‘Drill and Kill’ Tests Under Review

The UK Education Secretary, Michael Grove, has announced a review of end-of-primary school tests in England. According to the Guardian, the inquiry is likely to lead to an overhaul of school league tables and could recommend that the tests be scrapped.

The government has agreed to the review in order to avoid a repeat of the actions this year which saw a quarter of primary schools boycott the tests. A panel of school principals and education experts chaired by a member of the House of Lords will conduct the review.

The review will look at key concerns raised by teachers and principals. They say the current system forces teachers to “drill” students and concentrate on those who are on the border between a good and bad grade to ensure higher rankings in league tables.

These concerns were heightened by the Cambridge Primary Review last year which criticised “teaching to the test” and the narrowing of the curriculum under the pressure to improve league table results.

Even the UK Department of Education now acknowledges it as a major problem in English primary schools. In September it took the unusual step of publishing a guide for schools on how to reduce teaching to the test. It said:

Many schools already take a balanced approach to test preparation and do not ‘teach to the test’. We would like all schools to respond in this way. There is good evidence to suggest that ‘teaching to the test’ can turn children off learning, and can reduce what, and how, they learn about a subject. In short, we feel the approach is counter-productive and one to be discouraged. [Getting the Right Balance, p.4]

The review will examine how to avoid “the risk of perverse incentives”, practising for tests and reduced focus on productive learning.

It will also look into how school league tables are used and interpreted “appropriately” and how to avoid “the risk of crude and narrow judgements”. It will consider how schools can be “properly accountable to pupils, parents and the taxpayer….on the basis of objective and accurate assessments”.

In announcing the review, Michael Gove acknowledged the concerns of teachers and principals and raised the prospect of change:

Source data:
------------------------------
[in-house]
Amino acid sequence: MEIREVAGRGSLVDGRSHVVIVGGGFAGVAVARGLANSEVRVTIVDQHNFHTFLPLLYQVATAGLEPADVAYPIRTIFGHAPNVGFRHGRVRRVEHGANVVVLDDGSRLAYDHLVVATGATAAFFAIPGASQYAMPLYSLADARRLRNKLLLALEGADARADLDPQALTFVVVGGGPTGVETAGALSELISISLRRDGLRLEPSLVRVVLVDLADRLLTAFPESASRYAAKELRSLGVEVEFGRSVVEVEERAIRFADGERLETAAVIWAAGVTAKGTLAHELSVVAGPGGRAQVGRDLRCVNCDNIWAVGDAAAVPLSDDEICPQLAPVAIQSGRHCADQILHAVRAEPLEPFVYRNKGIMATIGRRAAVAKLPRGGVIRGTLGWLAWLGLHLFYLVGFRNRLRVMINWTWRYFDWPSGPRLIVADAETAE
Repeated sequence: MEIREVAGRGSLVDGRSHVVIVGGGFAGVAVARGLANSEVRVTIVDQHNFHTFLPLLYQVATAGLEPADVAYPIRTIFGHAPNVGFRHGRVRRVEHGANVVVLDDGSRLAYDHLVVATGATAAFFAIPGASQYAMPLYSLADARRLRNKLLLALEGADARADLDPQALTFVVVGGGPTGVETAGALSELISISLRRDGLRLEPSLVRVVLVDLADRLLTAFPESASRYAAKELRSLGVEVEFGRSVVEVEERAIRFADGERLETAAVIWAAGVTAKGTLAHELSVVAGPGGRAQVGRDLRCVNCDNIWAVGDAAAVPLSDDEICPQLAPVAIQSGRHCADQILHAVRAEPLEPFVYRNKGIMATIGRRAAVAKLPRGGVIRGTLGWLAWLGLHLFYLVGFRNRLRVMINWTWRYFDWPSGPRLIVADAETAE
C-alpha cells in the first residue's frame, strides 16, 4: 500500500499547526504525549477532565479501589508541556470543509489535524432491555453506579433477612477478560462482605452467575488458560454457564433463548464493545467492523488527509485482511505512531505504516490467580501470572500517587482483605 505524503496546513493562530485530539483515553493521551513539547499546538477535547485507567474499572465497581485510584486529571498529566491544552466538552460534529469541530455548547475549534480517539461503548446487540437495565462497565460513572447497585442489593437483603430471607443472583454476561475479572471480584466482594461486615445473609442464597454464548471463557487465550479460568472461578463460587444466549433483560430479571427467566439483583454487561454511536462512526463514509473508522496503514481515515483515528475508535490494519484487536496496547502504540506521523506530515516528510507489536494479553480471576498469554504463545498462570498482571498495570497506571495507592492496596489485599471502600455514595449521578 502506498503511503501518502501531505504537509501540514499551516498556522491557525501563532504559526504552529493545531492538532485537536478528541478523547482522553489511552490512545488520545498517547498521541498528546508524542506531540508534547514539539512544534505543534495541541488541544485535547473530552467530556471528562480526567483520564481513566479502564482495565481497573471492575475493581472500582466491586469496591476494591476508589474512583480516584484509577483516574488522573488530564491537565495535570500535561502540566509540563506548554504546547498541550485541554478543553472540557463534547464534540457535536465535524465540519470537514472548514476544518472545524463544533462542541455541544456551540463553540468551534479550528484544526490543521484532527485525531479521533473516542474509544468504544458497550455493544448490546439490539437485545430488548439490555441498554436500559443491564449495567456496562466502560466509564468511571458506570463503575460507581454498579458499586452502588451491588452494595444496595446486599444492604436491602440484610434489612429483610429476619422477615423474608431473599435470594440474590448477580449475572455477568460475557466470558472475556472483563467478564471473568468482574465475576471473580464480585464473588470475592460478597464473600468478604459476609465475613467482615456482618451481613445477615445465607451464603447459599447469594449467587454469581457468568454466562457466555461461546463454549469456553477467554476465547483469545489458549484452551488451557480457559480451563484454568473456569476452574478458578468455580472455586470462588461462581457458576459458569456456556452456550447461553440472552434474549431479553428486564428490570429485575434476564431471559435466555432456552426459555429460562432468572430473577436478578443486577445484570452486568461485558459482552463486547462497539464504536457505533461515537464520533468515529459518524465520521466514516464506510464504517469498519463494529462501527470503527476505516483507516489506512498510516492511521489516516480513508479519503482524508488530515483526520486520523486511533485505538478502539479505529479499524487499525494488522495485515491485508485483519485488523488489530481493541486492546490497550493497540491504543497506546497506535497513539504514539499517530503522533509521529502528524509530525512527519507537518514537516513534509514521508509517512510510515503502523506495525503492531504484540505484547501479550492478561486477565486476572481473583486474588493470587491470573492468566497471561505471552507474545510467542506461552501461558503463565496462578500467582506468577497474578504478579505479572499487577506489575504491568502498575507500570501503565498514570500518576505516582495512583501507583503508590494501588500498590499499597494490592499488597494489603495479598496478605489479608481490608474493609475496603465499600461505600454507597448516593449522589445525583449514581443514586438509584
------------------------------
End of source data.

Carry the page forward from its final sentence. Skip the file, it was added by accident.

Raising standards and narrowing gaps are the central goals of the Government’s education policy. It is not our intention that the accountability system should be punitive or unfair to schools working in difficult circumstances but it must be able to identify and tackle cases of sustained underperformance.
Equally, I recognise concerns from heads and teachers about the current system. That is why I have ordered a review – to see whether there is a better way to give parents the information they want and hold schools to account, while overcoming the concerns.

Tests in English and maths, known as Sats, are taken by 11-year-olds in England at the end of their final year in primary school. This year, schools made almost 23,500 appeals against their results with one in 10 resulting in a change to the level achieved.

That a Conservative Education Secretary is finally taking on board long-standing criticisms of publishing school results and league tables stands in stark contrast to the head-in-the-sand approach of the Australian government. Julia Gillard and Peter Garrett simply deny that harm is being done to education by My School.

Hopefully, the inquiry into NAPLAN being conducted by the Senate Education Committee and which is due to report to the Parliament before the end of November will bring about some change.

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